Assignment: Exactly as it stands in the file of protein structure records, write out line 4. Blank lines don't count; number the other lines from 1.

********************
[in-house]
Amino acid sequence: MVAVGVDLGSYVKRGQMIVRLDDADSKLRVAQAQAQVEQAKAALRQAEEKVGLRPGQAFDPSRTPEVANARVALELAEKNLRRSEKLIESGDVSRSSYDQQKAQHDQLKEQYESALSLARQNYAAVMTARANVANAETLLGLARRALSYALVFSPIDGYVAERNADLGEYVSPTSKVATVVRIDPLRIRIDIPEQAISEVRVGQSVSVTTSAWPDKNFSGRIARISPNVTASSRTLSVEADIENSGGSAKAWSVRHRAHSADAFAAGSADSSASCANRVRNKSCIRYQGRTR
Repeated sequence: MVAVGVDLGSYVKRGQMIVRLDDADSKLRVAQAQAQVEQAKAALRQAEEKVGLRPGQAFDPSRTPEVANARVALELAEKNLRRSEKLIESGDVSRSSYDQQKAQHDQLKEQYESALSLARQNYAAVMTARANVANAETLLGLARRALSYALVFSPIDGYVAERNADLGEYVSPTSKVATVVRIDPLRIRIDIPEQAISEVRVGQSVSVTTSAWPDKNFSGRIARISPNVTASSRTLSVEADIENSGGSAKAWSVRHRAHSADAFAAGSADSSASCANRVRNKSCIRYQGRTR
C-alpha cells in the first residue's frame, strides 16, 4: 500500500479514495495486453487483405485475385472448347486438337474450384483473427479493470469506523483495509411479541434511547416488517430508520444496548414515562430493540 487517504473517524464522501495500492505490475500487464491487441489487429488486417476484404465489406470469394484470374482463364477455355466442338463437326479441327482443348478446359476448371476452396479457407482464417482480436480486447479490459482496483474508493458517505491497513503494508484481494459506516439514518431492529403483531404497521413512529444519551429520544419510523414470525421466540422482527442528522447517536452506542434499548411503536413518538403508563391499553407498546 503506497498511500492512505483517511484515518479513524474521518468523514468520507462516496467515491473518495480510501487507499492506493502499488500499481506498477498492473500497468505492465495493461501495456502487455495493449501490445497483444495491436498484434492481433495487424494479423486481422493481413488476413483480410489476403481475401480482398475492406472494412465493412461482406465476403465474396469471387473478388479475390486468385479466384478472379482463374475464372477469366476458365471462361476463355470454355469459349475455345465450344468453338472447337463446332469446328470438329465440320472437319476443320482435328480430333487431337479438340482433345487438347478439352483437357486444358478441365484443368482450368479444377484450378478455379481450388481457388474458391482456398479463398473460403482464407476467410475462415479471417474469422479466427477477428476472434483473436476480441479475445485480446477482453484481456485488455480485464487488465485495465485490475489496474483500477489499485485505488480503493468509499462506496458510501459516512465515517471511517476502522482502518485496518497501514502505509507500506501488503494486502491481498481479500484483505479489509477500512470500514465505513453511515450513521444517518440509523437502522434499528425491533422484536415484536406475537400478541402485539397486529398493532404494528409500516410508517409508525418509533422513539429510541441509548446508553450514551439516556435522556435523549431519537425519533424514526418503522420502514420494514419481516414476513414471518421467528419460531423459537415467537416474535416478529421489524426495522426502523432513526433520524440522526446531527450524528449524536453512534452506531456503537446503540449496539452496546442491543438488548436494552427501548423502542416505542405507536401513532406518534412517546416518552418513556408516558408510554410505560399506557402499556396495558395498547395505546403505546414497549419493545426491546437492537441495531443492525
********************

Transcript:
C-alpha cells in the first residue's frame, strides 16, 4: 500500500479514495495486453487483405485475385472448347486438337474450384483473427479493470469506523483495509411479541434511547416488517430508520444496548414515562430493540 487517504473517524464522501495500492505490475500487464491487441489487429488486417476484404465489406470469394484470374482463364477455355466442338463437326479441327482443348478446359476448371476452396479457407482464417482480436480486447479490459482496483474508493458517505491497513503494508484481494459506516439514518431492529403483531404497521413512529444519551429520544419510523414470525421466540422482527442528522447517536452506542434499548411503536413518538403508563391499553407498546 503506497498511500492512505483517511484515518479513524474521518468523514468520507462516496467515491473518495480510501487507499492506493502499488500499481506498477498492473500497468505492465495493461501495456502487455495493449501490445497483444495491436498484434492481433495487424494479423486481422493481413488476413483480410489476403481475401480482398475492406472494412465493412461482406465476403465474396469471387473478388479475390486468385479466384478472379482463374475464372477469366476458365471462361476463355470454355469459349475455345465450344468453338472447337463446332469446328470438329465440320472437319476443320482435328480430333487431337479438340482433345487438347478439352483437357486444358478441365484443368482450368479444377484450378478455379481450388481457388474458391482456398479463398473460403482464407476467410475462415479471417474469422479466427477477428476472434483473436476480441479475445485480446477482453484481456485488455480485464487488465485495465485490475489496474483500477489499485485505488480503493468509499462506496458510501459516512465515517471511517476502522482502518485496518497501514502505509507500506501488503494486502491481498481479500484483505479489509477500512470500514465505513453511515450513521444517518440509523437502522434499528425491533422484536415484536406475537400478541402485539397486529398493532404494528409500516410508517409508525418509533422513539429510541441509548446508553450514551439516556435522556435523549431519537425519533424514526418503522420502514420494514419481516414476513414471518421467528419460531423459537415467537416474535416478529421489524426495522426502523432513526433520524440522526446531527450524528449524536453512534452506531456503537446503540449496539452496546442491543438488548436494552427501548423502542416505542405507536401513532406518534412517546416518552418513556408516558408510554410505560399506557402499556396495558395498547395505546403505546414497549419493545426491546437492537441495531443492525